PLATFORM: PS3, 360, PC
ESRB RATING: T
DEVELOPER: Zombie Studios
Arriving earlier in the summer for the 360 and PC, Blacklight: Tango Down foxtrotted its way into the Playstation Store on October 26th. For only15 bucks, this download-only title offers up a broad suite of multiplayer options, including class-based deathmatch, team deathmatch, command point, and even a co-op story mode. B:TD stands out by equipping combatants with a Hyper Reality Visor (HRV), letting the player see through solid objects, and digi-bombs, which cause opponents’ visors to glitch.
Set in a gritty, oppressively gunmetal-colored landscape, Blacklight: Tango Down boasts a more realistic take on sci-fi shootouts. There’s also some player customization with 70 levels to unlock and various weapon upgrades to collect.
“I am deleting this game from my hard drive immediately. Toodle-oo, fa**ots.”
-Heard within four minutes of my first Team Deathmatch
The game’s “digi-bomb,” a.k.a. Tango Down’s Syndrome
First, the good news. Even for a shooter with an awfully generic name*, Blacklight: Tango Down is cheap. Accounting for every feature, there’s not much that can compete with it at the $15 price point. And if you end up liking Tango Down, you’ll be pleased to learn about Zombie Studios’ plans for a sequel, comic book trilogy, and movie.
Blacksite: Delta Rising is also a basically functional game. You’ll spend lots of time waiting in lobbies, but the inputs and outputs are more or less what you’d expect from a standard, retail multiplayer title. The customization features are ample, and are on par with what you’d get in a modern FPS.
I have nothing good left to say about this game.
Sadly, Blackops: Omega Origins is just as bland as its title. Marketing material insists that it’s “tomorrow’s war… today,” with a focus on theoretically real military tech and gritty realism. Judging by the final product, this implies that future warfare will take place mostly in the 2003 movie Underworld, and certainly won’t be any fun – which puts it in the running for “most realistic war game ever,” for better or worse. The maps are all waste bins of blue-gray, undifferentiated cement structures and alleyways. Consider it a blessing that you won’t be doing much exploring, since one-hit kills and fixed spawn points mean that you’ll only be running a few steps outside of home base at a time. Hooray, realism!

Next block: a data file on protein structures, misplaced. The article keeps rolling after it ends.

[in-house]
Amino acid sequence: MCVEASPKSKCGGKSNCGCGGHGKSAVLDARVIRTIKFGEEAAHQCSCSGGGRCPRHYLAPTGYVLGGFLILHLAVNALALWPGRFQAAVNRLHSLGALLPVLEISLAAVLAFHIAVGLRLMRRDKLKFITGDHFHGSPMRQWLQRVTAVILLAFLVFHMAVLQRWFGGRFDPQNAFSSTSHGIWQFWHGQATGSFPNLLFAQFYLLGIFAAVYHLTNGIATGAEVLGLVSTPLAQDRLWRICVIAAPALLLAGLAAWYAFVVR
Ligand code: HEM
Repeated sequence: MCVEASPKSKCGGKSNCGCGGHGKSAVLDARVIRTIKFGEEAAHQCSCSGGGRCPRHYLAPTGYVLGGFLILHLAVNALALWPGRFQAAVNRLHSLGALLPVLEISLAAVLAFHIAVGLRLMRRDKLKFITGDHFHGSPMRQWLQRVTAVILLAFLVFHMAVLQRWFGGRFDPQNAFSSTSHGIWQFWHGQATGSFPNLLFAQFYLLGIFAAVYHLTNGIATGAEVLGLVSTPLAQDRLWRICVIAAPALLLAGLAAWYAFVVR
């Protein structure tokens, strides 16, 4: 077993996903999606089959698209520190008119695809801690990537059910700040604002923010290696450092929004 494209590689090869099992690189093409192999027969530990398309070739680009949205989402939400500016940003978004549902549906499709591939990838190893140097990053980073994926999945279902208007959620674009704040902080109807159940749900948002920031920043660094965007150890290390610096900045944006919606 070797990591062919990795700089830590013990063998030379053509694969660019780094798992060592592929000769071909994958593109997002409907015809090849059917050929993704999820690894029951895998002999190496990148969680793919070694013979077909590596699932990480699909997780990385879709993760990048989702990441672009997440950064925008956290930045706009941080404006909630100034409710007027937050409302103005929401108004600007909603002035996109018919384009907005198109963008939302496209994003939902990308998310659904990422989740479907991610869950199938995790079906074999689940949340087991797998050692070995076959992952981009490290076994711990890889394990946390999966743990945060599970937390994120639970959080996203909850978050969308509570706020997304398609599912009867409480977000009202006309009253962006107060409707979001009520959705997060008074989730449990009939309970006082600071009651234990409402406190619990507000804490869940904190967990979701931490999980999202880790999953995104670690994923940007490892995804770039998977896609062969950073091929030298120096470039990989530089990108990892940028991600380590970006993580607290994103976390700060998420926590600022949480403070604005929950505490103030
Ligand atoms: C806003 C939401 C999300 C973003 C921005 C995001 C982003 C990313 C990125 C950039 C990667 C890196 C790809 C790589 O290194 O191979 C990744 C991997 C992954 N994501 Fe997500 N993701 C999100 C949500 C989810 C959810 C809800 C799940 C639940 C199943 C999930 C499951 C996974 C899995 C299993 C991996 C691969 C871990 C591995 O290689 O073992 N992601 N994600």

Take a break from the fight and sample some tasty CBEKEE MR¢O
Here’s a quick narrative of my first twenty minutes with the game: after waiting far too long in a lobby for my first Team Deathmatch, I’m dropped into what looks like a cheap Blade Runner cash-in alongside a crew of very confused teammates. As I’m checking my bearings, the portion of the map in front of me explodes in a pixelated, glitchy mess. This was my intro to the digi-bomb, Blacklight’s tech disruptor grenade that interferes with the player’s HUD. In theory, this is a clever way to augment gameplay in favor of stealth. In practice, it makes an ugly game even uglier. They should have named it the 1996 bomb, because it makes everything on screen look very Playstation One. This wouldn’t be a big deal if people weren’t constantly spamming this nonsense all across the map.
Dismayed at this unpleasant development, I continued around the corner, only to be one-shotted by a guy with a SMG. This brings me to Blackteam: Romeo Ops‘ other nightmare: fixed spawn points. Since players all spawn from the same spot, camping is encouraged and rewarded. This makes for miserable gameplay, so it’s even worse that weapons like the SMG and assault rifle can take out a player in only a few shots. These problems plague every competitive multiplayer mode, from the deathmatch to control point to team.
But what about co-op? If there’s any single player meat here, it’s nestled in the co-op campaigns. The very flimsy story follows the eponymous Tango team as they strike back against the mysterious Order. It’s a Left 4 Dead style four player co-op mode without any frills, up to and including zombie attacks. Co-op is invite only, which means that you’ll have to convince a friend to download the game before giving them a spin. If you value your friendships, I advise against this. You can run through them solo, but you won’t make it past the first few minutes. You can ignore this mode.
The game’s lush vistas evoke Néstor Almendros
Since there’s no real single player mode, Blackwar: Blood Echo needs to subsist entirely on competitive multiplayer replay. If you head back into a match on purpose after giving it a fair shot, you’re just a glutton for punishment.
The worst part about Blacksmoke: Project Killstrike? It’s all in the design. The nuts and bolts of the game engine, especially the hearty weapon customization options, would have served better level design and a more meaningful co-op experience admirably. If return on investment is your main judging criteria for making a game purchase, the budget price tag may sway you to take a risk.
Don’t. Save up your money, or find a good deal on an older AAA title.
The best thing we can say about this is that it’s functional and cheap. Much like the realistic warfare Blacklight tries to emulate, it’s just as hard to come back to this fight after a brief tour.